NEWTON GROVE — For a few weeks in the summer, Glenn Faison enjoyed watching youth have new educational experiences.
Now in its third year, the UPLIFT Summer Academy recently wrapped up another successful summer. Some of the activities included sessions for English Language Arts, STEM (Science, Technology, Engineering and Math), fitness and culinary arts. Close to 70 youth took advantage of opportunities at the camp.
“It’s about academics, and that’s the core,” said Faison, program leader. “But it teaches some of these young people like skills and social skills.”
Held at Hobbton Middle School, the 21st Century Afterschool Program provides academic activities throughout the school year. UPLIFT stands for “Using Positive Lessons to Improve our Future Tomorrows” and is operated through Project Outreach, which was formed in the late 1990s as a nonprofit organization. The purpose is to provide academic and life skills enrichment. Faison served as the executive director.
In addition to serving Sampson County students, Faison said the camp received participation from other areas such as Wake, Duplin, Johnston and Harnett counties. This allowed the participants to meet other youth from different age groups.
“We have great diversity and they’ve made friends of different backgrounds and that has been great,” he said.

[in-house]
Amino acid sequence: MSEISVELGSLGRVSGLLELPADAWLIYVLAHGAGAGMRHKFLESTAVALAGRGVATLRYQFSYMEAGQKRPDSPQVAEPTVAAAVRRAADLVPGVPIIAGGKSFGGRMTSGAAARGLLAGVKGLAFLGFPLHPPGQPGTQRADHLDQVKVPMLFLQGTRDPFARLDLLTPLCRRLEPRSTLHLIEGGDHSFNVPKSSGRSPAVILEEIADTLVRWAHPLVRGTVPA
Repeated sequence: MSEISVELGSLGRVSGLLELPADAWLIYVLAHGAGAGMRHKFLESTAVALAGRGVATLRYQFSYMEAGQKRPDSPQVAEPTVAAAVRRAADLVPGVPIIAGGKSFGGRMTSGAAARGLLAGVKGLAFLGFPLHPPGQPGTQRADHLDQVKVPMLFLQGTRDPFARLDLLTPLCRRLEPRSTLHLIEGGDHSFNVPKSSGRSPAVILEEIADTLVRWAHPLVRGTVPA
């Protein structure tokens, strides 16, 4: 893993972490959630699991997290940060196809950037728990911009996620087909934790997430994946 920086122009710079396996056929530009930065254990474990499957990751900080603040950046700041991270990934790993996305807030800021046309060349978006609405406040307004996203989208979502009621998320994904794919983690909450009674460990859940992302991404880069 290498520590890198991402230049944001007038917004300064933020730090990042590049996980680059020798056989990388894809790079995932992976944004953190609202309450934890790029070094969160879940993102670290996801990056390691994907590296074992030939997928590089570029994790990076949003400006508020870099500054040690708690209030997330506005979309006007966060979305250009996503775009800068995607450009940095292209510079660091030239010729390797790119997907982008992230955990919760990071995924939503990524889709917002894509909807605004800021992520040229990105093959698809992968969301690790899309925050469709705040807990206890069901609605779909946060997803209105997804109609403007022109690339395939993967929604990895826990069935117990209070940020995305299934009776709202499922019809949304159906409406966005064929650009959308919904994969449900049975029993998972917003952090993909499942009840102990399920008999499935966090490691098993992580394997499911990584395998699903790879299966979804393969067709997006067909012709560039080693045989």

Destiny Faison, a Clinton High School senior, was one of many mentors assisting with the program. Some of the subjects included language arts, math and science. It’s her third year assisting people at the camp. Destiny said the children look forward to coming back each year.
“I think it’s important becuase it gives children opportunities such as field trips,” she said. “A lot of kids were excited because they’ve never been to these places.”
In addition to relaxation activities, such as watching movies, one of the trips included Hill Ridge Farms in Youngsville, a farm-themed park with animal, train rides and exhibits related to farm life. During the UPLIFT Summer Academy, the students also visited the state capital in Raleigh
“We really got a chance to understand our state goverment,” Faison said about the visit and tours of the Governor’s mansion.
During the trips, he enjoyed offering opportunities for the students to have new experiences like going bowling for the first time. He was also proud that the trip was free.
“All the parents have to do is get them here and pick them up,” he said.